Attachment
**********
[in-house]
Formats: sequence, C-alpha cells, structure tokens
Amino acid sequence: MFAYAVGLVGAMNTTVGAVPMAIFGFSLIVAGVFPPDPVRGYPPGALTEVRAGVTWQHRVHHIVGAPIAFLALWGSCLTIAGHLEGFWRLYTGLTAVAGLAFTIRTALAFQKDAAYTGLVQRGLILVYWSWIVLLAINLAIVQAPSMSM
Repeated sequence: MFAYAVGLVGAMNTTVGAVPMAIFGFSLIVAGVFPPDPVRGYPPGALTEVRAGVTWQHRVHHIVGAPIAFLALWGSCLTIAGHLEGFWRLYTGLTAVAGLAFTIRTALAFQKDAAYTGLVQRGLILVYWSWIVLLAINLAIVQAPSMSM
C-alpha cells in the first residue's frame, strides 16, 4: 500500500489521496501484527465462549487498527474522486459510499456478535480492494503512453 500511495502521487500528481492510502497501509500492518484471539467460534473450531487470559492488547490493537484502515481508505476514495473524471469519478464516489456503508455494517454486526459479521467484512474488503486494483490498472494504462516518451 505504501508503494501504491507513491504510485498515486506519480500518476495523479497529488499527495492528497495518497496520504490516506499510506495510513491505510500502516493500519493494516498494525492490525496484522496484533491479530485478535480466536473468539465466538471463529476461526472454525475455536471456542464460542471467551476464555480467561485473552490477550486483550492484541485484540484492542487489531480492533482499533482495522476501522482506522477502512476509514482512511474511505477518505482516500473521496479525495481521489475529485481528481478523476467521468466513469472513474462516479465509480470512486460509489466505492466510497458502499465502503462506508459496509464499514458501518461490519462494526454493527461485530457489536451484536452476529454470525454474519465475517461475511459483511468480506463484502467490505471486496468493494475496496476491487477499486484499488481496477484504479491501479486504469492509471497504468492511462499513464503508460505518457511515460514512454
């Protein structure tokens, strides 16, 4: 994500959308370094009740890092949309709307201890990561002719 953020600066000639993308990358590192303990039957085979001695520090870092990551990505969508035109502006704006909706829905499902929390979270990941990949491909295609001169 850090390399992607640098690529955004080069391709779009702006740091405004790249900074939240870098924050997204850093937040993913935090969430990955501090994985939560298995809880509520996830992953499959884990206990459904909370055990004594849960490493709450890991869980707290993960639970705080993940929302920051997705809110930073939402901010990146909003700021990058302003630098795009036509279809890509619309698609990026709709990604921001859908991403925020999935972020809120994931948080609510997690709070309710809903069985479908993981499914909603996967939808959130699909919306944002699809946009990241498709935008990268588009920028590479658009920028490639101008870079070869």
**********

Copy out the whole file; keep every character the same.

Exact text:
[in-house]
Formats: sequence, C-alpha cells, structure tokens
Amino acid sequence: MFAYAVGLVGAMNTTVGAVPMAIFGFSLIVAGVFPPDPVRGYPPGALTEVRAGVTWQHRVHHIVGAPIAFLALWGSCLTIAGHLEGFWRLYTGLTAVAGLAFTIRTALAFQKDAAYTGLVQRGLILVYWSWIVLLAINLAIVQAPSMSM
Repeated sequence: MFAYAVGLVGAMNTTVGAVPMAIFGFSLIVAGVFPPDPVRGYPPGALTEVRAGVTWQHRVHHIVGAPIAFLALWGSCLTIAGHLEGFWRLYTGLTAVAGLAFTIRTALAFQKDAAYTGLVQRGLILVYWSWIVLLAINLAIVQAPSMSM
C-alpha cells in the first residue's frame, strides 16, 4: 500500500489521496501484527465462549487498527474522486459510499456478535480492494503512453 500511495502521487500528481492510502497501509500492518484471539467460534473450531487470559492488547490493537484502515481508505476514495473524471469519478464516489456503508455494517454486526459479521467484512474488503486494483490498472494504462516518451 505504501508503494501504491507513491504510485498515486506519480500518476495523479497529488499527495492528497495518497496520504490516506499510506495510513491505510500502516493500519493494516498494525492490525496484522496484533491479530485478535480466536473468539465466538471463529476461526472454525475455536471456542464460542471467551476464555480467561485473552490477550486483550492484541485484540484492542487489531480492533482499533482495522476501522482506522477502512476509514482512511474511505477518505482516500473521496479525495481521489475529485481528481478523476467521468466513469472513474462516479465509480470512486460509489466505492466510497458502499465502503462506508459496509464499514458501518461490519462494526454493527461485530457489536451484536452476529454470525454474519465475517461475511459483511468480506463484502467490505471486496468493494475496496476491487477499486484499488481496477484504479491501479486504469492509471497504468492511462499513464503508460505518457511515460514512454
């Protein structure tokens, strides 16, 4: 994500959308370094009740890092949309709307201890990561002719 953020600066000639993308990358590192303990039957085979001695520090870092990551990505969508035109502006704006909706829905499902929390979270990941990949491909295609001169 850090390399992607640098690529955004080069391709779009702006740091405004790249900074939240870098924050997204850093937040993913935090969430990955501090994985939560298995809880509520996830992953499959884990206990459904909370055990004594849960490493709450890991869980707290993960639970705080993940929302920051997705809110930073939402901010990146909003700021990058302003630098795009036509279809890509619309698609990026709709990604921001859908991403925020999935972020809120994931948080609510997690709070309710809903069985479908993981499914909603996967939808959130699909919306944002699809946009990241498709935008990268588009920028590479658009920028490639101008870079070869």